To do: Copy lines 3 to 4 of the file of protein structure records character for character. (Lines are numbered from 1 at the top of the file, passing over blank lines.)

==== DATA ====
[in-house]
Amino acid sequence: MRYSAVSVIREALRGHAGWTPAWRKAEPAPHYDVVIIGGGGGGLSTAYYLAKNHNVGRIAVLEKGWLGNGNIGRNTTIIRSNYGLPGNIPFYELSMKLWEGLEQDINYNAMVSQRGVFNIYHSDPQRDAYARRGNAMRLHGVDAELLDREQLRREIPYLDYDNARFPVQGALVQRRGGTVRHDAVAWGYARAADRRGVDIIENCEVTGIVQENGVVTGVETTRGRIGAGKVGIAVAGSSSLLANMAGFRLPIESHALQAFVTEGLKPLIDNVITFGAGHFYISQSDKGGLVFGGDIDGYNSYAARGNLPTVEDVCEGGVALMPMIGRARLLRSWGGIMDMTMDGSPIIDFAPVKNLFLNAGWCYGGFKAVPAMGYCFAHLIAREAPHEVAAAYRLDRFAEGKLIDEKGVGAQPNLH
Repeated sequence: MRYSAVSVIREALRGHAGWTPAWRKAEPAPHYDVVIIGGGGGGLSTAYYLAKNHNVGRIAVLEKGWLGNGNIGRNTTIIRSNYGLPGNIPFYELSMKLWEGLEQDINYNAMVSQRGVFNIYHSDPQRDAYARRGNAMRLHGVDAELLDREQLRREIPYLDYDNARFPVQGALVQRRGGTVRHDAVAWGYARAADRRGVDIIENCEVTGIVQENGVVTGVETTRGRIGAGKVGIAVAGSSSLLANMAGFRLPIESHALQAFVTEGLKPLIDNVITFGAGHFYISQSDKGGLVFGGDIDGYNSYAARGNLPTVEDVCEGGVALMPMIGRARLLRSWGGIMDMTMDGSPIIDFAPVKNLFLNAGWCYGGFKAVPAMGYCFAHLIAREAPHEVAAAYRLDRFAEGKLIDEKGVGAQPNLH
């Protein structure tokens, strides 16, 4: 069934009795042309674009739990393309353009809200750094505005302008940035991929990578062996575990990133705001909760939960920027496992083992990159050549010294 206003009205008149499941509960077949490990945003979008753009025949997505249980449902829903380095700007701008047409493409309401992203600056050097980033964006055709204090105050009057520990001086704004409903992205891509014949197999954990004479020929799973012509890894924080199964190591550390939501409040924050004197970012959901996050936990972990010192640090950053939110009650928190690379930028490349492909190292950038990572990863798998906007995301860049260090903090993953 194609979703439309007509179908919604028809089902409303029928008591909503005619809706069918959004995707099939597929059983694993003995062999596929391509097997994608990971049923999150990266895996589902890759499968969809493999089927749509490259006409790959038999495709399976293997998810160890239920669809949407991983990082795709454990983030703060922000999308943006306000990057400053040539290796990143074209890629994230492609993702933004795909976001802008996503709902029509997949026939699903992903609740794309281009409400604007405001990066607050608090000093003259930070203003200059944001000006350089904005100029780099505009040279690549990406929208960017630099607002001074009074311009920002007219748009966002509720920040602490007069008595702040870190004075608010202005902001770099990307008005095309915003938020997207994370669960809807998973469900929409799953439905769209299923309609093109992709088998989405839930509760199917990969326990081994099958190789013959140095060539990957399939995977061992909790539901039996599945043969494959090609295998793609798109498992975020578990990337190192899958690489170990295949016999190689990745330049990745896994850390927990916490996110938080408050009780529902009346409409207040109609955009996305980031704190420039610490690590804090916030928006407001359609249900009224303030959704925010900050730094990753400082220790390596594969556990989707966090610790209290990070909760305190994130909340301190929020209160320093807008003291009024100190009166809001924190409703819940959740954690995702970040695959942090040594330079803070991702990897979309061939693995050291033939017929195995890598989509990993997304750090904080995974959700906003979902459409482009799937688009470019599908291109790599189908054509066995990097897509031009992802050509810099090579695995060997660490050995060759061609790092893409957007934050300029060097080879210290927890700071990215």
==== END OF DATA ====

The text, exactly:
Repeated sequence: MRYSAVSVIREALRGHAGWTPAWRKAEPAPHYDVVIIGGGGGGLSTAYYLAKNHNVGRIAVLEKGWLGNGNIGRNTTIIRSNYGLPGNIPFYELSMKLWEGLEQDINYNAMVSQRGVFNIYHSDPQRDAYARRGNAMRLHGVDAELLDREQLRREIPYLDYDNARFPVQGALVQRRGGTVRHDAVAWGYARAADRRGVDIIENCEVTGIVQENGVVTGVETTRGRIGAGKVGIAVAGSSSLLANMAGFRLPIESHALQAFVTEGLKPLIDNVITFGAGHFYISQSDKGGLVFGGDIDGYNSYAARGNLPTVEDVCEGGVALMPMIGRARLLRSWGGIMDMTMDGSPIIDFAPVKNLFLNAGWCYGGFKAVPAMGYCFAHLIAREAPHEVAAAYRLDRFAEGKLIDEKGVGAQPNLH
């Protein structure tokens, strides 16, 4: 069934009795042309674009739990393309353009809200750094505005302008940035991929990578062996575990990133705001909760939960920027496992083992990159050549010294 206003009205008149499941509960077949490990945003979008753009025949997505249980449902829903380095700007701008047409493409309401992203600056050097980033964006055709204090105050009057520990001086704004409903992205891509014949197999954990004479020929799973012509890894924080199964190591550390939501409040924050004197970012959901996050936990972990010192640090950053939110009650928190690379930028490349492909190292950038990572990863798998906007995301860049260090903090993953 194609979703439309007509179908919604028809089902409303029928008591909503005619809706069918959004995707099939597929059983694993003995062999596929391509097997994608990971049923999150990266895996589902890759499968969809493999089927749509490259006409790959038999495709399976293997998810160890239920669809949407991983990082795709454990983030703060922000999308943006306000990057400053040539290796990143074209890629994230492609993702933004795909976001802008996503709902029509997949026939699903992903609740794309281009409400604007405001990066607050608090000093003259930070203003200059944001000006350089904005100029780099505009040279690549990406929208960017630099607002001074009074311009920002007219748009966002509720920040602490007069008595702040870190004075608010202005902001770099990307008005095309915003938020997207994370669960809807998973469900929409799953439905769209299923309609093109992709088998989405839930509760199917990969326990081994099958190789013959140095060539990957399939995977061992909790539901039996599945043969494959090609295998793609798109498992975020578990990337190192899958690489170990295949016999190689990745330049990745896994850390927990916490996110938080408050009780529902009346409409207040109609955009996305980031704190420039610490690590804090916030928006407001359609249900009224303030959704925010900050730094990753400082220790390596594969556990989707966090610790209290990070909760305190994130909340301190929020209160320093807008003291009024100190009166809001924190409703819940959740954690995702970040695959942090040594330079803070991702990897979309061939693995050291033939017929195995890598989509990993997304750090904080995974959700906003979902459409482009799937688009470019599908291109790599189908054509066995990097897509031009992802050509810099090579695995060997660490050995060759061609790092893409957007934050300029060097080879210290927890700071990215």